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I try to have a GXT combobox (3.0.1) accepting text I type in it but it keeps deleting it on blur. Isn't it possible to tell the combobox to accept a value that's not a part of its liststore ?

PS: setForceSelection(false) doesn't do what I want :)

share|improve this question
In the release note of the version 3.0.4 of GXT, it's written : [EXTGWT-2528] - ComboBox clears value on blur even with setForceSelection(false) So it's a bug. The problem is that the version 3.0.4 is not available under Maven. I'm going to try a downgrade on my GXT version. I hope it won't lead to other bugs :) – Julien Jun 17 '13 at 16:04
The bug was introduced with the initial release of GXT 3, and that bugfix provided an official way to do what you are looking for. There is a forum thread that lets you do this same thing in your own code, I'll add that as an answer if I can find it... – Colin Alworth Jun 17 '13 at 16:57
up vote 2 down vote accepted

The bug mentioned in the comments is focused on ComboBox<String>, since there is a natural mapping from the data the user typed in (aka a String) to the data in the combo (also a String). If you don't have such a natural mapping, the latest release doesn't help you a lot - that said, you can still do this.

The ComboBox uses the PropertyEditor to render data, find and return a value in the store when parsing data, but also for turning arbitrary data into a T value. It delegates to ComboBoxCell.selectByValue(String) to find a matching value.

It should be possible to either override that method and provide new behavior, or make a custom PropertyEditor<T> based on the built-in one in ComboBox that will create new objects based on your rules if none can be found. Something like this perhaps:

ComboBox<MyObject> combo = new ComboBox<MyObject>(new ComboBoxCell<MyObject>(store, labelProvider){
  protected MyObject selectByValue(String value) {
    MyObject val = super.selectByValue(value);
    if (val == null) {
      // custom logic for creating new objects goes here
      val = new MyObject();
    return val;

If you end up doing this a lot, consider factoring it out in such a way so that you can hand off a delegate to the combobox that is responsible for making a custom object out of your string.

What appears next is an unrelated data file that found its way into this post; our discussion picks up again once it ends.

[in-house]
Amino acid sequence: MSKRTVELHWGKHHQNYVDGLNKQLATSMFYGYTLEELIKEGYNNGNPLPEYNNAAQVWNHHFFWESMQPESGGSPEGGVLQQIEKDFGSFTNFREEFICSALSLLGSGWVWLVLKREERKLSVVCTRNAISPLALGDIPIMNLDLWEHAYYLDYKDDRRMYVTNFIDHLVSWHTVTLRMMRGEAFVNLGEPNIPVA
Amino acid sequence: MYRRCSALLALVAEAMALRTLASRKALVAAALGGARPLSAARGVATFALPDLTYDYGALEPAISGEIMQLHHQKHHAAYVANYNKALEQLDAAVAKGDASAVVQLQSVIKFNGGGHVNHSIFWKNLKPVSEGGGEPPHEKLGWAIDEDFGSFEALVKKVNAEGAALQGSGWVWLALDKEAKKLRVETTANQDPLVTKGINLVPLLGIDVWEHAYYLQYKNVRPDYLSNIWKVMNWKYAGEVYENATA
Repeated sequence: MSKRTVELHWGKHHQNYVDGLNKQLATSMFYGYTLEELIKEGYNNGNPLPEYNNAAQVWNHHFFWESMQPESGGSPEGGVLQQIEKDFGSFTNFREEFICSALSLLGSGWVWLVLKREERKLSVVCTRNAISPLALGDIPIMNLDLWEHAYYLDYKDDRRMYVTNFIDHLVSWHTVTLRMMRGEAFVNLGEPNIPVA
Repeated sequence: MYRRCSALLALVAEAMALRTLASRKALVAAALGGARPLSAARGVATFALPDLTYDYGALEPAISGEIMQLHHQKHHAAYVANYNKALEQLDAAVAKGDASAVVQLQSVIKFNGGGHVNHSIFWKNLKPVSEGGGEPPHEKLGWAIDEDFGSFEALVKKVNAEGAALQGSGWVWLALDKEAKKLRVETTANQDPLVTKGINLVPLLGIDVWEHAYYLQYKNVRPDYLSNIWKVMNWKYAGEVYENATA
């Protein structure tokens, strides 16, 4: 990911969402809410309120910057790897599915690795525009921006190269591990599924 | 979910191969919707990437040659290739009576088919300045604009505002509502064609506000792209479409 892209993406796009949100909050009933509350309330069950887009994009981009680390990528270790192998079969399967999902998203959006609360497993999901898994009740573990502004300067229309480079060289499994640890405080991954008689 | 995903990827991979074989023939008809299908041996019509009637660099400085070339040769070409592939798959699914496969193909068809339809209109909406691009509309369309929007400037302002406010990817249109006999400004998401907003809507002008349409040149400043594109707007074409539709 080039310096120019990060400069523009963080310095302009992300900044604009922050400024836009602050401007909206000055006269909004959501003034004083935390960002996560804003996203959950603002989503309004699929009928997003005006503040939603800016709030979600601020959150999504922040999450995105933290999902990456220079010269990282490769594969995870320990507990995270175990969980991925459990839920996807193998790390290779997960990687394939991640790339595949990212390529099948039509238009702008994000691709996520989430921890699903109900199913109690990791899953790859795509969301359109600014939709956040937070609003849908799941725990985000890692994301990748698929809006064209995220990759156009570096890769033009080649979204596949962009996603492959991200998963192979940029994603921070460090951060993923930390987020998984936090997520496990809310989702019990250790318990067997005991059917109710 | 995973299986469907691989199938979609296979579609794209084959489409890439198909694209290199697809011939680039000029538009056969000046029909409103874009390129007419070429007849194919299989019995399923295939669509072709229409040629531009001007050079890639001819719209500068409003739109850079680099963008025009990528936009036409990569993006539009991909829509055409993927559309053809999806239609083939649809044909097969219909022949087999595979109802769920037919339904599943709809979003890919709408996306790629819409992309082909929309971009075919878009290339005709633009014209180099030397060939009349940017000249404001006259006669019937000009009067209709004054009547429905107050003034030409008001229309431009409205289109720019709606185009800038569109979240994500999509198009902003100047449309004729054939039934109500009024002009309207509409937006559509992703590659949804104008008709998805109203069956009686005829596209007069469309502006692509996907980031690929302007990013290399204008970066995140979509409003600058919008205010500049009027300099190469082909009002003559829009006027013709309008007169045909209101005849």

Original answer, focusing on ComboBox<String>:

Besides the bug report mentioned in the comments, there is another bug that touches on the same issue (that should perhaps also be closed) - This discusses not only the bug itself, and why it is an issue, but then also a possible implementation to use of PropertyEditor to grab on to other values that may not be in there - you should be able to tweak it to make it more specific to your case.

My notes from that thread (copied here to avoid link death):

Make it a ComboBox<String>, and instead of trying to tell the ComboBox that the new string is merely not an error, give it a custom PropertyEditor<String> instead. The purpose of a PropertyEditor (the name is a holdover from 2.x, before there was such a thing as the Editor framework) is to turn the text the user enters into a value that can be used from code, and vice versa - how to print the values from model objects into text on the screen.

The default PropertyEditor for ComboBox (actually for the ComboBoxCell) is ComboPropertyEditor - it uses the protected method T selectByValue(String) to try to figure out what value in the store matches the current string.

If, as I said, you want to support any string value, this is a great way to add a value to the Store if it fits, or to just say 'yep, that string is a string, and strings are values' - no need to test against every value in the store.

That said, yes, our current behavior on clearValueOnParseError=false clearly doesn't make sense, and it is quite possible that forceSelection doesn't make sense given the differences between 2.x and 3. I'm currently focusing on how we can make clearValueOnParseError work - and trying to ensure that it will be enough to satisfy the forceSelection behavior.

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Thank you for the tweak. But making all my comboboxes Combobox<String> would make my webapp less MVP compliant :( It would hurt my beliefs ;) – Julien Jun 18 '13 at 7:56
Next time make sure to mention that in your question - an incomplete question means an incomplete answer. Before I can update the answer, if you have a ComboBox<T>, how do you expect to take a String value that is not in the list that the user created like "asdf" and turn it into a T? If you can describe this better in the question, I can give you a more precise answer. – Colin Alworth Jun 18 '13 at 12:29
You're right. I should've written something about that aspect. In fact what I would like is a Combobox<T> where one can choose an existing T or fill a value to create a new one. When an existing T is selected, it's supposed to fill other fields in my form. When a new one is created, my fields are emptied (or in another point of view my fields are filled with the empty values of my new instance of T, which name is the string in the Combobox<T>). – Julien Jun 19 '13 at 9:33
Perhaps the Combobox could assume the exitance of a constructor of T that is T(String displayNameOrWhatever) (I wonder how it could force that ?) ? Or maybe it could just force the implementation of a setDisplayName(String name) method ? When a new value is typed, the Combobox<T> could do a new T().setDisplayName(nameInTheCombo) and add it to the store and make it selected ? – Julien Jun 19 '13 at 9:37
Answer updated, see how that fits for you. – Colin Alworth Jun 19 '13 at 14:55

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